A group of 21 mayors and council members from around Utah submitted two amicus briefs with the U.S. District Court for the District of Columbia, supporting the cases challenging President Trump’s decisions to shrink Grand Staircase-Escalante (GSE) and Bears Ears National Monuments.
The two cases, The Wilderness Society, et al. v. Donald J. Trump and Hopi Tribe, et al. v. Donald J. Trump, will be heard in the D.C. Court after a federal judge denied the Trump Administration’s attempt to have the cases moved to the Utah District Court in Salt Lake City.
The two amicus briefs were drafted by the Harvard Law School’s Emmett Environmental Law & Policy Clinic and the Salt Lake City Attorney’s Office at the request of Salt Lake City Mayor Jackie Biskupski, Town of Boulder (Utah) Mayor Steve Cox, Town of Bluff Mayor Ann Leppanen, and Town of Springdale Council Member Randy Aton. 18 additional council members from Alta, Moab, Salt Lake City, and Salt Lake County also signed the briefs.
“When the Trump Administration began its review of Bears Ears and Escalante, many of us knew it was only a matter of time before these Monuments were reduced and harm would come to our local economies,” said Mayor Jackie Biskupski. “In Salt Lake City’s case, this harm was almost immediate with the departure of Outdoor Retailer and the $45 million dollars in tourist spending that it brought. The truly devastating part of this decision, however, is to our gateway communities and the State’s entire reputation, which is why we are filing these briefs, to give everyone a voice in a decision which has consequences for every community.”
The two amicus briefs argue that the Trump Administration’s decision to shrink the two Monuments will significantly harm local economies statewide, undermines efforts by local communities to shift from carbon-based fuels, damages the State’s reputation as a place for public lands-focused tourism, and were made with only select input from community members hostile to the two Monuments.
“I served on the Boulder Town Council for six years prior to becoming mayor in January and during the entire time I have been an elected official, there has been no effort to involve the Town of Boulder in any decision about Grand Staircase-Escalante,” said Mayor Steve Cox, who joined the GSE brief. “As a gateway community, our local economy has stabilized around the tourism from the Monument and we can’t support the return of boom and bust mining economy.”
The GSE brief highlights that while Secretary of the Interior Ryan Zinke refused to meet with members of the Escalante and Boulder Utah Chamber of Commerce—even after the group traveled to Washington, D.C.—a comprehensive report on GSE’s oil, gas, coal, and extractive mineral potential was ordered as part of the decision-making process. While in Utah, Secretary Zinke spent only four days visiting the Monument, meeting privately with a handful of local officials all hostile to the Monument.
“When Secretary Jewell was reviewing the potential of creating the Bears Ears Monument, she spent countless hours speaking with local groups and getting an understanding of the unique area we cherish,” said Mayor Ann Leppanen, who joined the Bears Ears amicus brief. “The Monument is our backyard and we proudly proclaim that ‘Bears Ears Starts Here.’ Had Secretary Zinke spent a couple of days down here in Bluff listening to our concerns, and not just with Monument opponents in San Juan County, he may have understood how important this place is to us and the responsible economy we hope to foster.”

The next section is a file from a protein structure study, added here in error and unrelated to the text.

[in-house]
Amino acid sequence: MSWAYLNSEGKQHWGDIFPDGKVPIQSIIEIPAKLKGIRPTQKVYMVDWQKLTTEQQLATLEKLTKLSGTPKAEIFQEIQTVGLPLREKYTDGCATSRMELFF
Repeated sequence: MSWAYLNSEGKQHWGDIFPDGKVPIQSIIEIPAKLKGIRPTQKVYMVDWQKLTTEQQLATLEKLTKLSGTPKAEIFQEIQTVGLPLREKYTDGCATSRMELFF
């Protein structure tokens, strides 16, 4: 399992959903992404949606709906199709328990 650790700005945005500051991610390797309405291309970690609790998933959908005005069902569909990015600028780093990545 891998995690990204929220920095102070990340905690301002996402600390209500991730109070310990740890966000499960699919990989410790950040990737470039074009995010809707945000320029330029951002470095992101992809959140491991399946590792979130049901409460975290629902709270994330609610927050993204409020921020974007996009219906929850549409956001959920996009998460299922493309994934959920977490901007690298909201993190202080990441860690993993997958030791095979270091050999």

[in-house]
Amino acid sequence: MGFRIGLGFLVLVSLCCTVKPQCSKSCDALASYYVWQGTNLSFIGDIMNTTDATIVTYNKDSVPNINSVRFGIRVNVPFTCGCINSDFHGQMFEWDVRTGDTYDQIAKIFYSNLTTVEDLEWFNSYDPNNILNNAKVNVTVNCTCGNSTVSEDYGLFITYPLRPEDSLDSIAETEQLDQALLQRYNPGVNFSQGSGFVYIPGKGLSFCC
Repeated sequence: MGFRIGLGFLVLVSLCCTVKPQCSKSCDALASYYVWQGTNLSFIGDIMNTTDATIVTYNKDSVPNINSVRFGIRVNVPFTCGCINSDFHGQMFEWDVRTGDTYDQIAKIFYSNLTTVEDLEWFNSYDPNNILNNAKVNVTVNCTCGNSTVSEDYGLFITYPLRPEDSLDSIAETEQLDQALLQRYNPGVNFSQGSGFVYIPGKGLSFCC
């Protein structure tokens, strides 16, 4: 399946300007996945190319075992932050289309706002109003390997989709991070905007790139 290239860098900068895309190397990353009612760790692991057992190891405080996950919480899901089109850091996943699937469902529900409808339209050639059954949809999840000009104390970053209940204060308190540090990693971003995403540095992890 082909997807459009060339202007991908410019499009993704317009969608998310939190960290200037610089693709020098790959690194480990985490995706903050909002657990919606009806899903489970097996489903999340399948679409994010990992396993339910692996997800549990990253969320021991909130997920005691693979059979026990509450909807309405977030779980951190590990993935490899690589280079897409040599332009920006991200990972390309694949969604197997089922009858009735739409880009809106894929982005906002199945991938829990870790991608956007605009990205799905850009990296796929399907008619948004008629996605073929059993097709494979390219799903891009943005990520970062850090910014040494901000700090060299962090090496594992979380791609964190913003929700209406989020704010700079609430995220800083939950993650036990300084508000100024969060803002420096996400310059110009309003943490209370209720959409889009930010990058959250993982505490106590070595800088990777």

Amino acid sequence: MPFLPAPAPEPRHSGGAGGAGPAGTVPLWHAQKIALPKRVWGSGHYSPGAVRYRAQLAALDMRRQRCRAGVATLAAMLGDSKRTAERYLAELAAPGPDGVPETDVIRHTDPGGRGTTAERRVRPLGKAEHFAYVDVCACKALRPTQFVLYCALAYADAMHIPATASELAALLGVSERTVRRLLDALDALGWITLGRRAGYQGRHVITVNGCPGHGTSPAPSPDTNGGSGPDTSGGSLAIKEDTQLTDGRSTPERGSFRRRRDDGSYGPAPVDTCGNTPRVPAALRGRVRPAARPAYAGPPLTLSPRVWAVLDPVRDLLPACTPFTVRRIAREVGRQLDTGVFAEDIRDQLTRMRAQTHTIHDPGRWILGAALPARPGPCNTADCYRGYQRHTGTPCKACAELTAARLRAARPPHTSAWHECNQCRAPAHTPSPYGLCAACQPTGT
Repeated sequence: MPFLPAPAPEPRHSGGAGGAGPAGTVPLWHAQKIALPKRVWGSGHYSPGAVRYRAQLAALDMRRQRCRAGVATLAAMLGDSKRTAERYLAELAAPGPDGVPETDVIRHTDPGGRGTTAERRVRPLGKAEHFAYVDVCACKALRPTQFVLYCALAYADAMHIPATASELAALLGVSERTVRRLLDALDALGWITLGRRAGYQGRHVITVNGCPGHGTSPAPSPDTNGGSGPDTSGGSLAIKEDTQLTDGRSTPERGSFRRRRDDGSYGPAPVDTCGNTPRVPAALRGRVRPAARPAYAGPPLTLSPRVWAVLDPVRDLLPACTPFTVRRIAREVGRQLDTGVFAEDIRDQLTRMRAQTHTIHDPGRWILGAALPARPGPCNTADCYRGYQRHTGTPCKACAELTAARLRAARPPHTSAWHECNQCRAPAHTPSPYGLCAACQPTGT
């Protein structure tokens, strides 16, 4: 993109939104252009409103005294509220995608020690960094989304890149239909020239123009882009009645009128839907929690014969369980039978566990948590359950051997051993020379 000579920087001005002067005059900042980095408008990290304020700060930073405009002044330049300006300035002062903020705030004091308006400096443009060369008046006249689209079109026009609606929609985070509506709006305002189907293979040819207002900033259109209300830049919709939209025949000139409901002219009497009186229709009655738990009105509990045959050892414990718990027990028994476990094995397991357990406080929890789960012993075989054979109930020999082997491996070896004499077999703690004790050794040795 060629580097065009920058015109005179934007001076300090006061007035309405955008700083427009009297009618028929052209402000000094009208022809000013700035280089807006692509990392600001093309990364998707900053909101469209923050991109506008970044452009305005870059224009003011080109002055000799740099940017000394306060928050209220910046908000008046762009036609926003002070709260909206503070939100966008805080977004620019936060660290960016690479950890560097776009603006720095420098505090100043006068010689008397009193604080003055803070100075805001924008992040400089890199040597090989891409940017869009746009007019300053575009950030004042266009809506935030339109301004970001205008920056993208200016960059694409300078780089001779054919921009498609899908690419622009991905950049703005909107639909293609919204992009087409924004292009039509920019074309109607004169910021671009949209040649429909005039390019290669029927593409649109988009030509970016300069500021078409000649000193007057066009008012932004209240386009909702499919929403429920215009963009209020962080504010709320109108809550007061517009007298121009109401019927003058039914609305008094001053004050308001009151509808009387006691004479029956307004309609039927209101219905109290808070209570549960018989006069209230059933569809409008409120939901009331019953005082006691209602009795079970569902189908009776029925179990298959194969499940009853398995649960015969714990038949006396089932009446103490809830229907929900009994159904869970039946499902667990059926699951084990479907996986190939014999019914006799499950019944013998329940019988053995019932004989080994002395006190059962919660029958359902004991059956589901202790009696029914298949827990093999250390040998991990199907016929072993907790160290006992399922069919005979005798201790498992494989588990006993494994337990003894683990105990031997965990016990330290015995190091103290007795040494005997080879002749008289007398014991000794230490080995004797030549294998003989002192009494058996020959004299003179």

In November 2017, after a year-long process which began as President Obama was considering designating Bears Ears a national monument, the residents of Bluff voted to incorporate. This incorporation and the monument designation made the Town of Bluff Utah’s newest ‘gateway community.’ Town leaders and Monument supporters also opened an official Bears Ears Education Center in Bluff and San Juan County launched the “Make it Monumental” campaign in an effort to drive tourism to the region.
The Bears Ears brief highlights the economic potential brought by proximity to public lands, particularly National Monuments and Parks. The 85% reduction of the Monument has the potential to severely undermine Bluff’s economic opportunities. According to the BLM, nearly one-million people visit Grand Staircase-Escalante National Monument annually, most using the gateway communities as a starting point. The brief argues that the communities surrounding Bears Ears could have expected a similar increase in the coming years—bringing jobs and tourism revenue. A 2013 study also found that counties in western states with at least 100,000 acres of protected public lands have an average per capita income that is $4,360 higher than counties without such land.
“Being a gateway community in Utah is an incredible responsibility and opportunity which can increase the quality of life for an entire region,” said Town of Springdale Council Member Randy Aton who joined both briefs. “Our town depends on Zion National Park, and for more than one-hundred years we have developed a culture and way-of-life which has benefited both the visitors of the park, local residents, and the State’s economy.”
President Trump’s attempt to rescind Bears Ears and Grand Staircase-Escalante National Monuments will eliminate two-million acres of protections, the largest rollback of federal protected lands in American history. The amicus briefs filed by Utah’s local officials will join 7 others from Members of Congress, National Congress of American Indians, state Attorneys General, legal scholars, archaeologists, members of the Outdoor Alliance, and the National Park Conservation Association.
“This is important, these lands are what help define who we are as Utahns—a sacred trust meant to be passed down through the generations,” said Mayor Biskupski. “We must do all we can to protect them.”